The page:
We find out how many times a year guns are used in self-defense, how many times they’re used to murder someone, and what impact guns have on the crime rate. In this episode we speak with Prof. David Hemenway, Prof. Helen Christensen, Prof. Gary Kleck and New Jersey gun-range owner Anthony Colandro.
Credits:
This episode has been produced by Caitlin Kenney, Heather Rogers and Kaitlyn Sawrey. Edited by Annie Rose Strasser and Alex Blumberg. Production Assistance by Austin Mitchell. Sound design and music production by Martin Peralta and Matthew Boll, music written by Bobby Lord

Crisis hotlines:

Selected References:

July 27, 2016

Judy, a mother of two young kids, practices a demanding style of child-rearing. It’s called attachment parenting, and it says you should keep your baby close at all times, breastfeed on demand, share your bed, and avoid strollers. Like many attachment parents, Judy believes the sacrifices she makes will ensure her kids will become well-adjusted, successful, happy adults. But, what does the science say? To find out, Science Vs speaks to Prof. Alan Sroufe, Prof. Jane Fisher and Reut Avinun.

If you liked this episode – our friends at The Longest Shortest Time have just published a story about *eating* placentas

Credits: This episode has been produced by Heather Rogers, who interviewed our attachment parent Judy, also Caitlin Kenney and Kaitlyn Sawrey. Edited by Annie Rose Strasser and Alex Blumberg. Production Assistance by Austin Mitchell and Stevie Lane. Sound design and music production by Matthew Boll, music written by Bobby Lord.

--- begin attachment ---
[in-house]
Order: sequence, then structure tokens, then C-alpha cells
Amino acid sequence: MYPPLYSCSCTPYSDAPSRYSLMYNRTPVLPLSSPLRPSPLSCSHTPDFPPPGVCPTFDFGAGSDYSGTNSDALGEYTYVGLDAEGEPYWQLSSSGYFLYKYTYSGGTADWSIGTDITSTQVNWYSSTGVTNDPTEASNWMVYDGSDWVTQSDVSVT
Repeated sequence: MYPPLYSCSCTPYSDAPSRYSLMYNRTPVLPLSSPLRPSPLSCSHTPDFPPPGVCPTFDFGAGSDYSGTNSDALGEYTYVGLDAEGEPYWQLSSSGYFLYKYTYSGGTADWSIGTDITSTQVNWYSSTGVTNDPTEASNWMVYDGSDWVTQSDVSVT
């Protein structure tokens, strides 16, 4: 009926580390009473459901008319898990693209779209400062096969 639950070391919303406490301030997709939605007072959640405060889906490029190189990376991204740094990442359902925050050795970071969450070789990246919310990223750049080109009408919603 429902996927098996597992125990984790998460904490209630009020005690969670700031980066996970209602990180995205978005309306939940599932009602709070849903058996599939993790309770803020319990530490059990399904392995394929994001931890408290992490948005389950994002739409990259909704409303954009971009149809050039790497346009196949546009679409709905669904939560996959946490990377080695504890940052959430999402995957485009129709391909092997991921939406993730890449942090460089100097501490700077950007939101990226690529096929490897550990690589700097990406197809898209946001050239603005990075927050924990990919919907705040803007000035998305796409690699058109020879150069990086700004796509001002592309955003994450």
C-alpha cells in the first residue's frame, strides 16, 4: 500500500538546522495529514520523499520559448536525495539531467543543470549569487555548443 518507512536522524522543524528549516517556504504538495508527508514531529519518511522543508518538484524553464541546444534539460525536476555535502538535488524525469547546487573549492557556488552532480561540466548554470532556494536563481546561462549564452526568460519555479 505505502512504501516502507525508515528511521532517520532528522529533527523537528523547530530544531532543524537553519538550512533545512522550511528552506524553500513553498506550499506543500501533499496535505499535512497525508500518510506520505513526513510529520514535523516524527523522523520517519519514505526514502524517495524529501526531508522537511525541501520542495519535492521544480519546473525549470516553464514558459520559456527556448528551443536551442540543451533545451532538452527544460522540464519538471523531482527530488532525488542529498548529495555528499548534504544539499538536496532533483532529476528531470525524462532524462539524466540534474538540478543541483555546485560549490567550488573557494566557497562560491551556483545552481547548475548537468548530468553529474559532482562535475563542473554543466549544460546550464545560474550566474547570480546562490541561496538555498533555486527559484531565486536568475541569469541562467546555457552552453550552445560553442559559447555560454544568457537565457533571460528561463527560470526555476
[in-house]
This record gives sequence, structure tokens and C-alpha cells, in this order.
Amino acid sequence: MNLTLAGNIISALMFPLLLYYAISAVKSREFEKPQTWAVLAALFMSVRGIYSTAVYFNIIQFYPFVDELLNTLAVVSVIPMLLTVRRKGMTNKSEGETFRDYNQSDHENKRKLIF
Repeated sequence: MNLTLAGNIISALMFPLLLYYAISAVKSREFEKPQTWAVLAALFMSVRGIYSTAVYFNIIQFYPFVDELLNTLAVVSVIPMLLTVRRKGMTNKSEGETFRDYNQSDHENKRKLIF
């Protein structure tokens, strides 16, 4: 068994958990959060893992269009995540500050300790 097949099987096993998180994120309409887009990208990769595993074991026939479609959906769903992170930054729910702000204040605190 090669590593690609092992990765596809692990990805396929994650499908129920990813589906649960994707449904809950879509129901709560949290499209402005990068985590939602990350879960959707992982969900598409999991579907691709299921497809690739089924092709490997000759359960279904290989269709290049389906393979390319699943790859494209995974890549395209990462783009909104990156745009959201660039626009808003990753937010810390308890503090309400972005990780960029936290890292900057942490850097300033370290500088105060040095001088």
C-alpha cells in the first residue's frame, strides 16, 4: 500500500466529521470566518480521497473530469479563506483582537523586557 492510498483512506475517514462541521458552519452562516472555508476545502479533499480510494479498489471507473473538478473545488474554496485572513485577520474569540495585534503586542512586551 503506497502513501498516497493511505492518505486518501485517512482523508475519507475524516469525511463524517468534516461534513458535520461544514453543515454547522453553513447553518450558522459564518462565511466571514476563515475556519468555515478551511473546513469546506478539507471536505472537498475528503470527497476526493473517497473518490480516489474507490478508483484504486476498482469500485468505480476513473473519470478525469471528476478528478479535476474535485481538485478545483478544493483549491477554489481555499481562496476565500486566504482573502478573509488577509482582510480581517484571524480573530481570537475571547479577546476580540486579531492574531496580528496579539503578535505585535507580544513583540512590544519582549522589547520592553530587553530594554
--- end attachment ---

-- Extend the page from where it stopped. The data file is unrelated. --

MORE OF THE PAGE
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For 10% off your new Squarespace site, click here and punch in Science Vs at checkout.
For 15% off your first purchase at Ministry of Supply, click here.

July 27, 2016

We often hear stories about fracking that go like this: a gas company comes to a small town, starts drilling wells, and then terrible things start to happen. People get sick. Water burns from taps. Earthquakes ruin houses. And the climate will soon be destroyed. But, is fracking really a disaster unfolding? To find out, Science Vs speaks to Prof. Robert Jackson, Ass. Prof. Peter Rabinowitz and Prof. Bob Howarth. We’re also joined by Pennsylvanian resident James Hughes and Seneca Resources’ Rob Boulware and Doug Kepler. 

Credits: 
This episode has been produced by Caitlin Kenney, Heather Rogers, Kaitlyn Sawrey. Edited by Annie-Rose Strasser and Alex Blumberg. Production assistance by Austin Mitchell. Fact checking by Michelle Harris.
Recordings from the Town Hall meeting in 2014 are from NPR’s WHYY reporter Katie Colaneri, and the team at NPR’s StateImpact Pennsylvania. Thank you. 
Big thanks to the Gimlet hive mind for comments, plus the Zukerman family. 
Music written by Bobby Lord. Sound design and music by Matthew Boll. Engineered by Austin Thompson.

Sponsors:
For 10% off your new Squarespace site click here and punch in Science Vs at checkout.
For 15% off your first purchase at Ministry of Supply click here

June 28, 2016

A sneak preview of Gimlet Media’s newest show.

June 28, 2016

There are a lot of fads, a lot of strong opinions and a lot of blogs, but then there’s SCIENCE. Science Vs is the new show from Gimlet Media that finds out what’s fact, what’s not, and what’s somewhere in between. We do the hard work of sifting through all the science so you don’t have to. This season we’ll be tackling organic food, fracking, gun control, and the G spot. The first episode premieres July 28th. Tell your mom/mum.